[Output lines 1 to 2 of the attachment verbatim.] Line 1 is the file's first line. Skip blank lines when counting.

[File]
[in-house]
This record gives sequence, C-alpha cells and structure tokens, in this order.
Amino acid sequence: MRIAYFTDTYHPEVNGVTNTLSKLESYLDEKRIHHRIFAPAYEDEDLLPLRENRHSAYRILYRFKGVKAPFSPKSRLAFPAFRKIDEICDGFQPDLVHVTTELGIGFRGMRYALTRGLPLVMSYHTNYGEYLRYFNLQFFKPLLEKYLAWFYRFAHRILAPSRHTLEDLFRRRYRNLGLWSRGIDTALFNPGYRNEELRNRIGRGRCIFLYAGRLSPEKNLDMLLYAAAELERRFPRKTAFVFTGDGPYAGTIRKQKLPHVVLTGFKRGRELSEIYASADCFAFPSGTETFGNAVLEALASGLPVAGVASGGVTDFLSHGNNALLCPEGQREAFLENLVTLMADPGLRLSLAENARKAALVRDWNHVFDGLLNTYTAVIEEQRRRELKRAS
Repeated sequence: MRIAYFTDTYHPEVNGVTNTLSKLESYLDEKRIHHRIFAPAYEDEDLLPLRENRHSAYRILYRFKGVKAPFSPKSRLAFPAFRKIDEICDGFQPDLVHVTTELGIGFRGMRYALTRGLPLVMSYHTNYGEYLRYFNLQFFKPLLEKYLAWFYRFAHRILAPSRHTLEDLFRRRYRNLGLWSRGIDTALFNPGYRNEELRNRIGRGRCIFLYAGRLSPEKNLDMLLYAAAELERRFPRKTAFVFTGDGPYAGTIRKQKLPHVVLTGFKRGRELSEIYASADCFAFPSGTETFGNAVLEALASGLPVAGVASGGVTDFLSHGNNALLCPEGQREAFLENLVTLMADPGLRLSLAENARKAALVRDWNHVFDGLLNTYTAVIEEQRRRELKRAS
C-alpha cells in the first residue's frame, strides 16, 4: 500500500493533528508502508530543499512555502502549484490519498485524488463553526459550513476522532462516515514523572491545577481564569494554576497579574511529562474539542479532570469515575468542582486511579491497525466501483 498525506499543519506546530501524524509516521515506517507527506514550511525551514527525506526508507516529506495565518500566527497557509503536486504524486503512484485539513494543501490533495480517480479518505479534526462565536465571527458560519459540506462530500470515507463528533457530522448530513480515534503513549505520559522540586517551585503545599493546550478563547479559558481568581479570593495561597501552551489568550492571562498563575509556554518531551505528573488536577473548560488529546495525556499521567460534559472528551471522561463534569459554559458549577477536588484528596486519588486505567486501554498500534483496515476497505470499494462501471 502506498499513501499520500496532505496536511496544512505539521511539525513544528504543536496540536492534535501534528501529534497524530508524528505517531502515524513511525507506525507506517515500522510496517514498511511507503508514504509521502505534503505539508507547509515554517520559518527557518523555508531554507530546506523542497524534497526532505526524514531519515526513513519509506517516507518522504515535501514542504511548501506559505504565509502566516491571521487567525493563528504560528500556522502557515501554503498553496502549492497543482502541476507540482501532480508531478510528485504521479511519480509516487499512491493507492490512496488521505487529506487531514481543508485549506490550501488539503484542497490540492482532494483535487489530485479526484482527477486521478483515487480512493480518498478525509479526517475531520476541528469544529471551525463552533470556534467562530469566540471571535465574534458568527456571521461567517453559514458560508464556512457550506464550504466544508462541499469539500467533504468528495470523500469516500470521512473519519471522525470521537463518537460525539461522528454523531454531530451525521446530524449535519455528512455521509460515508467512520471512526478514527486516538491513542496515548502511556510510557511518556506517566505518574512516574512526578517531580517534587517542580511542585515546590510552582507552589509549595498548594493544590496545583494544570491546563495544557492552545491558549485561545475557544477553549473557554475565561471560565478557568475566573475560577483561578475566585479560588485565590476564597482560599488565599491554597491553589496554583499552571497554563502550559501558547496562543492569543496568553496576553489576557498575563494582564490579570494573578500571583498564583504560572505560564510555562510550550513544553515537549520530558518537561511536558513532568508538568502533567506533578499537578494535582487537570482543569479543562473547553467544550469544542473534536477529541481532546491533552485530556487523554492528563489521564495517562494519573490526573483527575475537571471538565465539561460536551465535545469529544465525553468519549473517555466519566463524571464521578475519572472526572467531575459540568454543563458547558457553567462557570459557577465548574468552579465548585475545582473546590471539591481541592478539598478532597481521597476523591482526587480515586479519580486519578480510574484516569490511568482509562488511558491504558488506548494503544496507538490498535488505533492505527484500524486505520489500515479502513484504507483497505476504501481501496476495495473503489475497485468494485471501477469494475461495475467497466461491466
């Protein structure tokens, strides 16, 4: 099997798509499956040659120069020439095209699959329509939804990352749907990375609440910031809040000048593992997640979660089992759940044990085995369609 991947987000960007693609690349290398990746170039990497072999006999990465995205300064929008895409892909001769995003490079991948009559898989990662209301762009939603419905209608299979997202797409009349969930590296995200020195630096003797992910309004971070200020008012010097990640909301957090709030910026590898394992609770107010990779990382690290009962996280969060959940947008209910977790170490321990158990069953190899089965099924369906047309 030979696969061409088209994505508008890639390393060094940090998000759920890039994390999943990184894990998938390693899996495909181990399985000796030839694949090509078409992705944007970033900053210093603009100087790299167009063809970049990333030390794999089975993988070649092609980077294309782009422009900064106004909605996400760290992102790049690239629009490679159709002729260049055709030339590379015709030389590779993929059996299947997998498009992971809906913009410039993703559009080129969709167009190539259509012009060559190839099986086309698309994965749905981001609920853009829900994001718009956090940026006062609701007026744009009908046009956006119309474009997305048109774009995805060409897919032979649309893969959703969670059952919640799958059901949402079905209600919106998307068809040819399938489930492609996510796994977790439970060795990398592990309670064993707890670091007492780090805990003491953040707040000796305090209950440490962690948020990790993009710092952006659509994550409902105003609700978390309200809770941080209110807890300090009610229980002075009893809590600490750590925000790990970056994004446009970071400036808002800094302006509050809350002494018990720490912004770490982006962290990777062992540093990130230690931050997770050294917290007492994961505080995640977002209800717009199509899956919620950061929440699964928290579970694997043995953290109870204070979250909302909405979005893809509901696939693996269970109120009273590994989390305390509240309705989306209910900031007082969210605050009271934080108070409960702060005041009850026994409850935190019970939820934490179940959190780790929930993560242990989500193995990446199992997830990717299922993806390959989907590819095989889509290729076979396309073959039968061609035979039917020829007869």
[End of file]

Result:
[in-house]
This record gives sequence, C-alpha cells and structure tokens, in this order.